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When the kids arrived, having experienced trauma layered on trauma, they were a couple of angry little hyenas.

Every morning, our son woke screaming in anger. For hours.

We found the music on K-Love soothed them.

You can read more about that in Our Three Songs, a post I wrote a little over two years ago. 

This morning, I woke (in slight disgruntlement at the early hour) to my son singing at a decibel level to rival any bass-thumping stereo system on the road today.

When we turn on the radio, he listens for a few minutes, eyes narrowed.

“Is that K-Love?”

I confirm, and he nods, satisfied.

If it’s not K-Love, I have 30 seconds to change the tuner before he begins to complain.

He’s happier, more confident. So is our daughter. They sing with smiles brightening their faces.

Things are definitely not perfect, and the hours of therapy in which we still participate are responsible for much of their gains.

The music of K-Love is just as responsible for their improved outlook.

Today is the last day of the pledge drive. K-Love is on the air in the USA because of listener support.

Hypervigilant.org is a proud business partner supporter of K-Love.  

I encourage you to support their ministry. I have seen firsthand the changed lives.

You can donate at 800-525-5683 or at www.klove.com

 

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Michael Jackson is Famous!

In college, I heard a guy on the radio and absolutely loved his rollicking piano sound. His name was Keith Green. Yes, he had big hair, but I was a child of the 70’s and 80’s. And, back* then, we didn’t have things called internet or cell phone or iPad or even laptops, so I couldn’t learn every little thing about him like BieberFeverFreaks can.

*For the record, I’m not THAT old, but lived in a limited-technology bubble. I wrote school papers on an old manual typewriter my freshman year. Yikes.

Go ahead and laugh if you like (I just did…wow, the hair). I loved the music and got my hands on a tape. Exuberant, I burst into study group waving the cassette.

“Look! This guy is amazing on a piano. Have you heard of him? I want to find out if he’s going to be in concert near here sometime soon.”

My friends looked at each other, then at me.

“I don’t think he’s going to be in concert anytime soon. Definitely not around here.”

Confused, I asked, “Why? What’s wrong with here?”

With a wry smile, my buddy said, “Well…he died in a plane crash in 1982. I hear once you get to heaven, you don’t really want to come back. Not even for a concert.”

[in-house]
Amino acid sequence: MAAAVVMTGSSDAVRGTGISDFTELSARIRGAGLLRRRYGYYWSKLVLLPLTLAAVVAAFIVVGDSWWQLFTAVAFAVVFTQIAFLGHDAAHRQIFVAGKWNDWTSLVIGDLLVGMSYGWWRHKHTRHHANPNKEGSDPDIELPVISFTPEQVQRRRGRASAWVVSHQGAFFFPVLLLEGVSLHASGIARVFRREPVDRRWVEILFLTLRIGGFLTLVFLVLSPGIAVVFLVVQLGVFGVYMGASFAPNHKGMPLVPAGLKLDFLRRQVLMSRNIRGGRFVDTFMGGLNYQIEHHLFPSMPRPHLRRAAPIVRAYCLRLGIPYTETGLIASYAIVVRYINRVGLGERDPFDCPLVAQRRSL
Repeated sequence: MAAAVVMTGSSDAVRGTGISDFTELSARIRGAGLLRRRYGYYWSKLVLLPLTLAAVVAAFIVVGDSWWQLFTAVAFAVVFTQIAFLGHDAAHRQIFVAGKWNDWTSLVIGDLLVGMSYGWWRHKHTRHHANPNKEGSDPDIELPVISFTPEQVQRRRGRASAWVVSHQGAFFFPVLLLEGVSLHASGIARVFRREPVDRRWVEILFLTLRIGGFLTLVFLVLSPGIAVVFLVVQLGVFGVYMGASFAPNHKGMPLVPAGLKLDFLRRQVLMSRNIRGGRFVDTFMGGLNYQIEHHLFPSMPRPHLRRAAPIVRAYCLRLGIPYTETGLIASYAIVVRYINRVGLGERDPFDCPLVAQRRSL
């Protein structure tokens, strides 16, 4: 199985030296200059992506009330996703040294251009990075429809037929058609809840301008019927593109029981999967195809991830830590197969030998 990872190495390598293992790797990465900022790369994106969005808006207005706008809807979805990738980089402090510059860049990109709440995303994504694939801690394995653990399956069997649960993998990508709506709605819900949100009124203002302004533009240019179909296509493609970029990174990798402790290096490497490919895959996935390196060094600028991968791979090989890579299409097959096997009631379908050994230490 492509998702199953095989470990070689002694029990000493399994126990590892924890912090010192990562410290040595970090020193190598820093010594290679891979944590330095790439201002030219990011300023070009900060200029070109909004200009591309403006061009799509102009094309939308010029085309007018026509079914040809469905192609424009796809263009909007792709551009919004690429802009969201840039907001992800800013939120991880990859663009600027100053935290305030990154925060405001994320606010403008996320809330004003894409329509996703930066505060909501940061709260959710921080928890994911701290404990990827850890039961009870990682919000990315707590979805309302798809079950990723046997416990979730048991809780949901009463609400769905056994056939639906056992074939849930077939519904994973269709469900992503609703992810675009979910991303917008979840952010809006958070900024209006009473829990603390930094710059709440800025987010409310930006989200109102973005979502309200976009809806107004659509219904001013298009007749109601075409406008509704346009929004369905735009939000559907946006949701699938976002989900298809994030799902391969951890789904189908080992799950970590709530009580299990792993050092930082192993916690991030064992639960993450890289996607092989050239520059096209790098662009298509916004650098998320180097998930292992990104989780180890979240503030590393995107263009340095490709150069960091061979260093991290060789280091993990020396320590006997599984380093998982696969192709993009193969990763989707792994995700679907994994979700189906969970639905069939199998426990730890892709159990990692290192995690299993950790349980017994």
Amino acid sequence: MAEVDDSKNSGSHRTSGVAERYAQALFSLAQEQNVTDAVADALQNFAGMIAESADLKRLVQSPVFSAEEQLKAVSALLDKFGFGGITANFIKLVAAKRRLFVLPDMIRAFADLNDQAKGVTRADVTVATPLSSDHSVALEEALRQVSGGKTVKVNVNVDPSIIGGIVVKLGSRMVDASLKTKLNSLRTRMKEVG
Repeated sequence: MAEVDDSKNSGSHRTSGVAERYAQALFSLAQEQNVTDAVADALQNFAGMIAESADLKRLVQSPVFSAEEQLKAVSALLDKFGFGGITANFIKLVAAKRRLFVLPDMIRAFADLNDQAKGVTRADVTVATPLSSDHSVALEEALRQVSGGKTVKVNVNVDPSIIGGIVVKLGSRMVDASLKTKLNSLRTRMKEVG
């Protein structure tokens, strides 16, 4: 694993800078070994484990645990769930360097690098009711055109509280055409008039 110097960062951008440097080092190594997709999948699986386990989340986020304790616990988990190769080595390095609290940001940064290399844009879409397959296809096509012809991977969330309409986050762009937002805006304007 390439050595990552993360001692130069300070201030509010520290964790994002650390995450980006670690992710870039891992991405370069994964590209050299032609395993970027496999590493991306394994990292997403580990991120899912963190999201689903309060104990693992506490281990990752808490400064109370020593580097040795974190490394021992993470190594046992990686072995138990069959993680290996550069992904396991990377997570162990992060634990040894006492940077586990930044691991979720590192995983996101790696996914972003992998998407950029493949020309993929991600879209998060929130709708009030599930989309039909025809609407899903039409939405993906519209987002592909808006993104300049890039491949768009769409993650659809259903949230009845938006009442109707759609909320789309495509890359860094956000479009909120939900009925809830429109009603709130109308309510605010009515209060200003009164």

I was stunned.

How could this guy sound so alive on the radio? (Yes, I understood the concept of a recording. It was just a shock.)

***

My son’s face at dinner revived this memory. (No, he does not have similar hair, nor beard.)

Our boy waved his spoon. “Did you know there is a guy named Michael Jackson?”

Hubby and I exchanged a glance. “Yes…”

Michael Jackson is a really great new musician. He’s very famous and he has some cool songs!

our little guy enthused about his new find.

“Are you learning a song in music?” I asked.

“No,” he said, “we’re learning about him for Black History Month at school. Do you like his music?”

I didn’t really want to break it to him. Hubby eased into it. “His music has been around for a long time. I used to listen to him when I was your age.”

Shock crossed our son’s face. “Really?”

I agreed. “Yep. He’s not new, just new to you. I was eight the first time I heard him sing ‘Beat It’ with one of my friends. And…unfortunately, he passed away.”

I watched a look flit across his features, one I recognized. “Oh.”

As he went back to shoveling food into his hollow leg, I watched him for a few moments.

He seemed okay. For a kid who’s lost so much, maybe this was just another mild disappointment. He didn’t seem anywhere near as devastated as I’d been about my “new” artist.

That’s probably just because he hasn’t seen Thriller yet.

On second thought…we’ll probably wait a few years to show him that one. No need to start the night terrors again.

***

My tastes have changed considerably, but I still like guys with cool hair. I wrote about a couple of my favorites here.

Who’s your favorite singer?

 

 

Piano

My mom brought a stack of my old piano books. I have a keyboard but only played it a couple times in the last three years…and my last serious practice was over 10 years ago.

It’s shocking how fast my fingers are getting back in the groove.

Been a while since you picked up that guitar, violin, harmonica?  Too long since you played your xylophone or harpsichord? It’s time to create music again.

So tell us…what’s YOUR instrument?

Let’s make some joyful noise, people.

My Life’s Soundtrack

Today’s Writing101 Prompt: Write about the three most important songs in your life — what do they mean to you?

Music plays in my head all day. Choose three songs…the choice is almost as impossible as picking my favorite organs. (The ones that keep me kickin’, not the musical instruments.)

However, I must admit, three happen to be currently at the top of my cerebral playlist.

First, a quick backstory for those who haven’t read other posts:

Hubby and I adopted two kids (5 & 7 when they came to us via foster care). My good friend, an English teacher, says bambinos are “children,” not kids. “Kids” are baby goats. In our case, “kids” is accurate; a herd of goats might have been less destructive. More often, we call them the wild hyenas.

During the first six months, if they were conscious, we couldn’t let them out of our sight. With one who didn’t conk out until after midnight, and one who woke screaming almost every morning at 3 am, sleep was a pipe dream (pun intended).